However, it is still a struggle to get the emotional buy-in from blog readers and convert them to committed and supportive customers and I look forward to the next issue.

  6. says

    Refreshing to see you quote books that have 20th century dates in them.

    I think the bottom line in writing well is to read a lot.

    Brian — How about a top 20 book list?

    The intelligence quotient of readers would certainly improve, and writing good– well it might improve, too. 😉

    best fishes,


  7. says

    All these books are excellent.

    I thought purple cow was especially good.

    The real secret to effective differentiation is to develop an intimate knowledge of your prospects and clients.

    That way you can find the points of differentiation where…

    a. You have no real competition because you’re clearly the best in the market or because no one else is competing.

    b. You offer exceptional value to your clients.

    c. You can charge a premium price.

    When you start talking about the theory of marketing (USPs, differentiation, tipping points etc) it’s vital to remember that ultimately all marketing is just about serving real people.

    Kindest regards,
    Andrew Cavanagh

  8. says

    I discovered your blog about a month ago. It’s now must reading.

    One question, wasn’t Reeves’ book titled “Reality in Advertising?”

    Or did it appear under more than one name?

  9. says

    Brian – this is a very insightful post. It presents with great clarity how these modern theories developed.

    I have just been working on a new project and thinking a lot about USP and about the importance of the story. I hadn’t really associated the two together though even though I was thinking about the two together.

    Thanks for the clarity – looking forward to the rest of the series!

  10. says

    Thanks for the great tips,

    I been following Seth ever since I read Purple Cow, I think he’s great. Looking forward to reading other books you brought to my attention.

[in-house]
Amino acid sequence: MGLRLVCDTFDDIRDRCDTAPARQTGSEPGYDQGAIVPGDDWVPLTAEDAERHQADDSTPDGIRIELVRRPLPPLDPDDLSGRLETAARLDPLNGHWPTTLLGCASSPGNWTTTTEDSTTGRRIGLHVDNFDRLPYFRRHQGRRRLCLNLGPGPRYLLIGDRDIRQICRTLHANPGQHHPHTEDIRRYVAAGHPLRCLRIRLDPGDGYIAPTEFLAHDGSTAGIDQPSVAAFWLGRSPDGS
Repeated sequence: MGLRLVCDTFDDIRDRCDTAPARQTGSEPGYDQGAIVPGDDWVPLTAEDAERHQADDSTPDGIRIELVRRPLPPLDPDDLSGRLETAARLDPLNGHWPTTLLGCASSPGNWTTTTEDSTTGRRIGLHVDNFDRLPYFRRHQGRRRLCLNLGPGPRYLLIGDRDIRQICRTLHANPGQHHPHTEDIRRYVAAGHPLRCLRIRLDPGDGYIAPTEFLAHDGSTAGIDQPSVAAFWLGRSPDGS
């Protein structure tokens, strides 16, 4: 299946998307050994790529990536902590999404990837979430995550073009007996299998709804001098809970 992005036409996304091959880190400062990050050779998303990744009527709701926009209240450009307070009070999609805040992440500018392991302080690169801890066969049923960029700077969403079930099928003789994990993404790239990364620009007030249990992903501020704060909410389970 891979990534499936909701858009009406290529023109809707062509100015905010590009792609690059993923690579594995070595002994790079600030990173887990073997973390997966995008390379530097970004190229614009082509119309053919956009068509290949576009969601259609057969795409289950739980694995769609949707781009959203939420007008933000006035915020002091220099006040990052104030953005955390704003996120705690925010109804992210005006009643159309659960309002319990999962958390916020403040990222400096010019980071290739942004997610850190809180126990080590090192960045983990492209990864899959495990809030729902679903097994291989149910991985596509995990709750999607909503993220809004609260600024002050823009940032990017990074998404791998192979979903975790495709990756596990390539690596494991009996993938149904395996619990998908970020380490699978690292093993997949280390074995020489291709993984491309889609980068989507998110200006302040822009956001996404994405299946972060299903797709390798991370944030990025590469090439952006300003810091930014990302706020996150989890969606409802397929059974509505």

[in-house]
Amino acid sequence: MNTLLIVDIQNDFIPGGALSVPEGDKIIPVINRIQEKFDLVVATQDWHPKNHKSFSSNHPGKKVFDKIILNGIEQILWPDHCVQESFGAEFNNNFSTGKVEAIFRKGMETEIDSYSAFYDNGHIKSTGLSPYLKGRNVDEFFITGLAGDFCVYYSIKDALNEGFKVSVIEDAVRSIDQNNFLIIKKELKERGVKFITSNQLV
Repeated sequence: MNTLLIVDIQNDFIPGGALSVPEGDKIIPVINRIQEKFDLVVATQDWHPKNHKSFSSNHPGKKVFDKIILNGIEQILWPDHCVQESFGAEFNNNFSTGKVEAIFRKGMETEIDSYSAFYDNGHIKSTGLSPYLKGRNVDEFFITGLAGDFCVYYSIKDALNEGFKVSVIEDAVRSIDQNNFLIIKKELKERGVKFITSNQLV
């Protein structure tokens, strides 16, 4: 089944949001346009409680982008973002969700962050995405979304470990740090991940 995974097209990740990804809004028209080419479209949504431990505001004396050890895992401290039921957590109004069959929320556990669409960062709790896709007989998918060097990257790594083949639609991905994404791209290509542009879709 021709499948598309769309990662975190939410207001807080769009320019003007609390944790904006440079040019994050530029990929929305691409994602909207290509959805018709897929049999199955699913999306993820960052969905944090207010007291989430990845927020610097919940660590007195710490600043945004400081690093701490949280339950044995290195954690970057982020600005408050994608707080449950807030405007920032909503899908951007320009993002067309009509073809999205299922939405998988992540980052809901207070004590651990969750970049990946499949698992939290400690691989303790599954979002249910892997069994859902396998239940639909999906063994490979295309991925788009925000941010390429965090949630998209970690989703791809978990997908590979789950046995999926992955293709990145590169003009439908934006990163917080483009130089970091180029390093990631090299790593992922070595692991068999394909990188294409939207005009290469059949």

I am looking forward to reading your content on regular basis.


  11. says

    Yo Brian,

    I need to link to this story just so I can say, “Brian is threatening people again”.

    I liked the title, but the trips down memory lane were a challenge to my (admittedly diminutive) attention span. Maybe the focus is narrower than your usual. -j

  12. says

    Awesome lesson Brian.

    To paraphrase a man whose lyrics stand out and endure – “don’t just shine, illuminate the whole show”.

    Eagerly anticipating the new series – your posts have already delivered more value to our marketing than anyone else in the blogosphere.

  13. says

    Great insight! I am newer to the world of blogging and really appreciate the simplcity of the guidance you bring to the table. I hope I can only do it justice.


  14. says

    Brian: I hope this isn’t a super dumb question, but what would or could be my U.S.P. for my (or any) vegetarian blog? Could you please provide me an example. Missy.

  15. says

    So Rosser Reves ‘… revealed the secret of his success …’
    etc: pity that he didn’t pass it on the Ted Bates UK, probably the
    worst advertising agency for creative work ever.
    No wonder they were bought and sold in the 80’s/90’s.
    The only USP/creative line that they never came up with
    was for their bra account (who’s name escates me). ‘Tat for Tit’

  16. says

    Hey Man, Great content. I love the fact the you read books than span across 40 years. Right now, i’m rushing back to AuthorityRules.com.

    You’re great.

  17. says

    A lot to think about here – it’s so easy to get it wrong and not realise you have until it’s too late.

  18. says

    This post got me into thinking. The world reads my blog, but my blog does not really belong to the world. I want to make a difference in the world, but my mission is to make a difference in the world I live in – the Philippines.

    Many of the motivational speakers in the Philippines today have the tendency to follow whoever is the famous American (in the Philippines, American usually mean the white guys from the US) of the day. Of course, others have the stupid idea that people will contact them once they call themselves the best motivational speaker in the Philippines. We know that many of them are copycats of John Maxwell, Anthony Robbins, Zig Ziglar. In reality, they do not have the identity of their own.

    Some of us call ourselves inspirational speakers. I am one of them. But calling oneself an inspirational speakers does not necessarily make one unique. What is so unique about what I offer?

    My dream is the Filipino dream.

    That is a good start. But I must be clear about my unique role under the Philippine sky.

    Thank you for inspiring to rethink about what I blog, and yes, about what I do.

    jef menguin
    inspirational speaker